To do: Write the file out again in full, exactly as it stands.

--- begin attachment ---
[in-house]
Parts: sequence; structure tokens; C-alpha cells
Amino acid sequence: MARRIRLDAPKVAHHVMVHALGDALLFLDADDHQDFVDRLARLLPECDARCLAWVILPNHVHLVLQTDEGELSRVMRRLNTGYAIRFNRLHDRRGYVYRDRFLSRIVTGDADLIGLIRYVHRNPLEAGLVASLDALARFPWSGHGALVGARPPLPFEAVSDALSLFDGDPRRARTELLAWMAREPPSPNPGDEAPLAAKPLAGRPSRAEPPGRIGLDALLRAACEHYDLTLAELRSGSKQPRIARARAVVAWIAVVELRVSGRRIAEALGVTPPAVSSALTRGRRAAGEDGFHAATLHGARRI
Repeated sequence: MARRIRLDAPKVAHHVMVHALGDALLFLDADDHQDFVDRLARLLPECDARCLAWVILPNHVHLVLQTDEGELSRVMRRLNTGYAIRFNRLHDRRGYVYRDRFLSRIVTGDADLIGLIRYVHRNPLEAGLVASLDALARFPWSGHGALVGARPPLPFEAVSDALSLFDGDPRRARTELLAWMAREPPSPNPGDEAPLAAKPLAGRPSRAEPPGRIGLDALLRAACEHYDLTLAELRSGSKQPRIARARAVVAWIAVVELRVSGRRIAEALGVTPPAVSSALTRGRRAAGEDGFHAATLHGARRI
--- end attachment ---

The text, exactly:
[in-house]
Parts: sequence; structure tokens; C-alpha cells
Amino acid sequence: MARRIRLDAPKVAHHVMVHALGDALLFLDADDHQDFVDRLARLLPECDARCLAWVILPNHVHLVLQTDEGELSRVMRRLNTGYAIRFNRLHDRRGYVYRDRFLSRIVTGDADLIGLIRYVHRNPLEAGLVASLDALARFPWSGHGALVGARPPLPFEAVSDALSLFDGDPRRARTELLAWMAREPPSPNPGDEAPLAAKPLAGRPSRAEPPGRIGLDALLRAACEHYDLTLAELRSGSKQPRIARARAVVAWIAVVELRVSGRRIAEALGVTPPAVSSALTRGRRAAGEDGFHAATLHGARRI
Repeated sequence: MARRIRLDAPKVAHHVMVHALGDALLFLDADDHQDFVDRLARLLPECDARCLAWVILPNHVHLVLQTDEGELSRVMRRLNTGYAIRFNRLHDRRGYVYRDRFLSRIVTGDADLIGLIRYVHRNPLEAGLVASLDALARFPWSGHGALVGARPPLPFEAVSDALSLFDGDPRRARTELLAWMAREPPSPNPGDEAPLAAKPLAGRPSRAEPPGRIGLDALLRAACEHYDLTLAELRSGSKQPRIARARAVVAWIAVVELRVSGRRIAEALGVTPPAVSSALTRGRRAAGEDGFHAATLHGARRI